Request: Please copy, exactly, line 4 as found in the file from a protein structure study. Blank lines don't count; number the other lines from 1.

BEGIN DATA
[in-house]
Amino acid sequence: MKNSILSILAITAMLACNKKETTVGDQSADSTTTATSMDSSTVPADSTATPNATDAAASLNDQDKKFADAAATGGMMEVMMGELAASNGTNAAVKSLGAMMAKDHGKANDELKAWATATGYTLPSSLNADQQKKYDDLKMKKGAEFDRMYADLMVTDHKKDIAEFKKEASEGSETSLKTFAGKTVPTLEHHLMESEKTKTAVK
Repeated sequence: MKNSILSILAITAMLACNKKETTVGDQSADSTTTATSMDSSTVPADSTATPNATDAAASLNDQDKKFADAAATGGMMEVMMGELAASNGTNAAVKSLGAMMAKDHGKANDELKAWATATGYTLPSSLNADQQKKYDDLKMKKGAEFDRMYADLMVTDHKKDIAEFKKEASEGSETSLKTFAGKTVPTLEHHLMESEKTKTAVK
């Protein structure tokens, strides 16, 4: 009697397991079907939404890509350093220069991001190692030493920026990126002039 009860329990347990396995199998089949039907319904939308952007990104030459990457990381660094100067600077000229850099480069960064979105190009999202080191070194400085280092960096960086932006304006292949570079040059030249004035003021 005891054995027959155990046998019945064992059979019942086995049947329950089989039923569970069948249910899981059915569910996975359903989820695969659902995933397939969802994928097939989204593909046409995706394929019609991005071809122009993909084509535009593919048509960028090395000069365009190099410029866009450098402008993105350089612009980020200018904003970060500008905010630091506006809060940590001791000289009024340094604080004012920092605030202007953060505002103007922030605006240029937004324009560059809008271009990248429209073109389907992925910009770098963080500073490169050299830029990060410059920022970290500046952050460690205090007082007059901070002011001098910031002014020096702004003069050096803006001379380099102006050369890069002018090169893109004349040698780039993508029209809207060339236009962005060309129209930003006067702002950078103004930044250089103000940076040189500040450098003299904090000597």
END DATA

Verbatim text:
């Protein structure tokens, strides 16, 4: 009697397991079907939404890509350093220069991001190692030493920026990126002039 009860329990347990396995199998089949039907319904939308952007990104030459990457990381660094100067600077000229850099480069960064979105190009999202080191070194400085280092960096960086932006304006292949570079040059030249004035003021 005891054995027959155990046998019945064992059979019942086995049947329950089989039923569970069948249910899981059915569910996975359903989820695969659902995933397939969802994928097939989204593909046409995706394929019609991005071809122009993909084509535009593919048509960028090395000069365009190099410029866009450098402008993105350089612009980020200018904003970060500008905010630091506006809060940590001791000289009024340094604080004012920092605030202007953060505002103007922030605006240029937004324009560059809008271009990248429209073109389907992925910009770098963080500073490169050299830029990060410059920022970290500046952050460690205090007082007059901070002011001098910031002014020096702004003069050096803006001379380099102006050369890069002018090169893109004349040698780039993508029209809207060339236009962005060309129209930003006067702002950078103004930044250089103000940076040189500040450098003299904090000597």